The Attorney General of Michigan has been asked to issue informal opinions on Michigan's Right to Farm Act on at least four occasions, to address the issue of whether the Act really does protect farming operations sited in non-agricultural areas. Those four opinions are presented below.
2000 Informal Opinion: In 2000 Representative Mark Schauer asked several questions of Attorney General Jennifer Granholm and received the attached response from Deputy Attorney General William J. Richards.
2006 Informal Opinion: In 2006 Senator Bob Emerson asked five questions of Attorney General Mike Cox, and received the attached response from Carol L. Isaacs, Chief Deputy Attorney General. Note that in the last paragraph of this letter it is asserted that the Michigan Department of Agriculture had recently "... expanded the site selection GAAMP to operations with any number of animal units..." so that local units of government could enforce zoning requirements for farming operations of less than 50 animal units. Based on this change to the site selection GAAMPS, the attorney general concluded that whether a local government can enforce zoning its zoning ordinance for operations of 50 animals is moot. Importantly, however, the June 2006 Minutes of the Agriculture Commission, during which changes to the 2006 GAAMPS were discussed, made no mention of this change to the Site Selection GAAMP. Furthermore, a survey of the final Site Selection GAAMPS in 2006, 2007, 2008, 2009, 2010, 2011, and 2012, shows that this change to the Site Selection GAAMPS did not occur in any of those years either. Thus the information provided to the attorney general by MDARD is demonstrably false, and casts serious doubts on the opinion issued in 2006. Two courts have since considered this question, however, and have ruled that the site selection GAAMPS are not applicable for farming operations of less than 50 animal units. Those two court cases can be found on The Courts page.
As an aside, it may be important to note that the kind of changes described by MDARD in 2006 actually were attempted in the Proposed 2013 Site Selection GAAMPS, on page 3 of that document. These change met with persistent opposition, however, and the Agriculture Commission agreed unanimously at their December 2012 meeting to not approve those changes.
2011 Informal Opinion: In 2011 Representative John J. Walsh asked Attorney General William Schuette whether MIchigan's RTF preempts local zoning ordinances, and received the attached response from Richard A. Bandstra, Chief Legal Council. Note that this analysis fails to note that the definition of "Livestock Production Facility" on page 3 of the 2011 Site Selection GAAMPS was defined as 50 animal units or more (the equivalent of 5,000 chickens), meaning that these GAAMPS virtually never apply to farming operations in residential areas. This analysis also cited the 2006 information letter to Senator Emerson, but failed to note that although that letter stated that the site selection GAAMPS would be changed in 2006 to cover operations with any number of animal units, that that change had never actually been implemented.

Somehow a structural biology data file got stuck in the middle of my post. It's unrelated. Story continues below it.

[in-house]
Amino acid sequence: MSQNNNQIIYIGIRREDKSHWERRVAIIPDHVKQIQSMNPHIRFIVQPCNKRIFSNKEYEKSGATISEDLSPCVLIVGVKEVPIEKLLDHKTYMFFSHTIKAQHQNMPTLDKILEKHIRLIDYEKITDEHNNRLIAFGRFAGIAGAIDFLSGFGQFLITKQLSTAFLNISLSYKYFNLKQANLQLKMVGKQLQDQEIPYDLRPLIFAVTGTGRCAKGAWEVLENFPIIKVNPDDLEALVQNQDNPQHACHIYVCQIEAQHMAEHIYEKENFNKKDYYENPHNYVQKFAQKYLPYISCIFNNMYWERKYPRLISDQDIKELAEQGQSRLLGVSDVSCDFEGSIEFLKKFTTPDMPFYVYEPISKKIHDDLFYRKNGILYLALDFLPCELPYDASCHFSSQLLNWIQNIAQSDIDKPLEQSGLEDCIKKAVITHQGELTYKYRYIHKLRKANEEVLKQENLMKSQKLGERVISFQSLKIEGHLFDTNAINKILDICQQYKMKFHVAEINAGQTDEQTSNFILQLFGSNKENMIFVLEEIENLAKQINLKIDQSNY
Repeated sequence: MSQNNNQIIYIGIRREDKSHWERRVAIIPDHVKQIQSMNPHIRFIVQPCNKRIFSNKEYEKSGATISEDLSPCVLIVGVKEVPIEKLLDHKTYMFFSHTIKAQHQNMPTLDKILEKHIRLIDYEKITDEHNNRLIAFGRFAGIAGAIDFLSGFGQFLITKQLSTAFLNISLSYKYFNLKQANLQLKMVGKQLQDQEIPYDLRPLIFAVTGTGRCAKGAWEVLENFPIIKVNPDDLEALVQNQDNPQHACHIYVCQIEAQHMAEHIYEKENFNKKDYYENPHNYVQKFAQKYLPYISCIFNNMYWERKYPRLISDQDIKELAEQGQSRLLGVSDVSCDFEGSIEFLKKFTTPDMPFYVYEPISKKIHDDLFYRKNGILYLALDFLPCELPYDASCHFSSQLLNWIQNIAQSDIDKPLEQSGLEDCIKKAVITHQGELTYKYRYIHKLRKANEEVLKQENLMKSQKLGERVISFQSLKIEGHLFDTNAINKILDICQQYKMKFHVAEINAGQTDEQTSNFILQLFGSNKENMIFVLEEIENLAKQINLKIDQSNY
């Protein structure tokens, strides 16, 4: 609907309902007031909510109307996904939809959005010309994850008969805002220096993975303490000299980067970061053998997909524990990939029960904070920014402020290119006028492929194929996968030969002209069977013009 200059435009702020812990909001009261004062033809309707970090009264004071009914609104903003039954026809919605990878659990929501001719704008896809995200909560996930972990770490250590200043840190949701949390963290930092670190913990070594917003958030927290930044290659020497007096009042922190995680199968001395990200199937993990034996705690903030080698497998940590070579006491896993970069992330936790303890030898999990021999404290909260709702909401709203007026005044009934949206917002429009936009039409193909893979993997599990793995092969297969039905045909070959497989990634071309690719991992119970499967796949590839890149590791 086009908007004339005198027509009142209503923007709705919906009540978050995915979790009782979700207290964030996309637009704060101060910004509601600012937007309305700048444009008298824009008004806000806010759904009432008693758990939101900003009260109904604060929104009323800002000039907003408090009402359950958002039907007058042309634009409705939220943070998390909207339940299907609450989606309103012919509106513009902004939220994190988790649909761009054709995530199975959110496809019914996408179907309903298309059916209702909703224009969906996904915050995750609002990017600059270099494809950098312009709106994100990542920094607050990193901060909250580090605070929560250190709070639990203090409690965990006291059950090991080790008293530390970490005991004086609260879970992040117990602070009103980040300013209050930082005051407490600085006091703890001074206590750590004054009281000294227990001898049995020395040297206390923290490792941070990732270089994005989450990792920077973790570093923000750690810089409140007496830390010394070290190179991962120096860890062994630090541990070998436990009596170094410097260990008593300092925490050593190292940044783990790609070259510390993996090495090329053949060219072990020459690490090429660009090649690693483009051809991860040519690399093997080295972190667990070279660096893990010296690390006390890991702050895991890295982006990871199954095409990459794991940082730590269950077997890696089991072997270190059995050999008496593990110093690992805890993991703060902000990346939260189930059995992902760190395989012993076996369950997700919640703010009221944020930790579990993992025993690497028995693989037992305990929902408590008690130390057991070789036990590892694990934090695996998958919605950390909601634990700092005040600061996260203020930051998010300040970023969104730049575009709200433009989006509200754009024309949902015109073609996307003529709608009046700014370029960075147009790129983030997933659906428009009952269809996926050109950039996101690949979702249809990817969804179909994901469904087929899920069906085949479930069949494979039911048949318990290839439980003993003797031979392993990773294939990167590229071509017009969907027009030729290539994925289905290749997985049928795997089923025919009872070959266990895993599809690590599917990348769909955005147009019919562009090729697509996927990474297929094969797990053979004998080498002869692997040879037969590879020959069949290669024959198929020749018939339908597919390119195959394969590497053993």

Despite the clear factual errors in both the 2006 and 2011 informal attorney general opinions, Jamie Clover Adams advised during the June, 2013 Agriculture Commission meeting that "Until the advice from the Attorney General's Office is overturned by the courts, it is the law of the land, and the department will follow that law and the counsel of its attorneys."
2012 Request for Formal Opinion on 2012 Preamble GAAMPS language, from Senators Joe Hune and Virgil Smith: In late 2011 Senators Joe Hune and Virgil Smith, at the urging of MDARD, chose to set aside a legislative proposal that would have amended RTF to exempt Detroit, and to instead rely on a change to the GAAMPS to deny the citizens of Detroit RTF protection; that story can be found on The City page. Uncertain that this change to the GAAMPS could withstand a court challenge, Senators Hune and Smith wrote a letter to Attorney General, requesting a formal opinion on the question. That letter was written in February 2012. As of July 2013, it remains unanswered by Attorney General Schuette.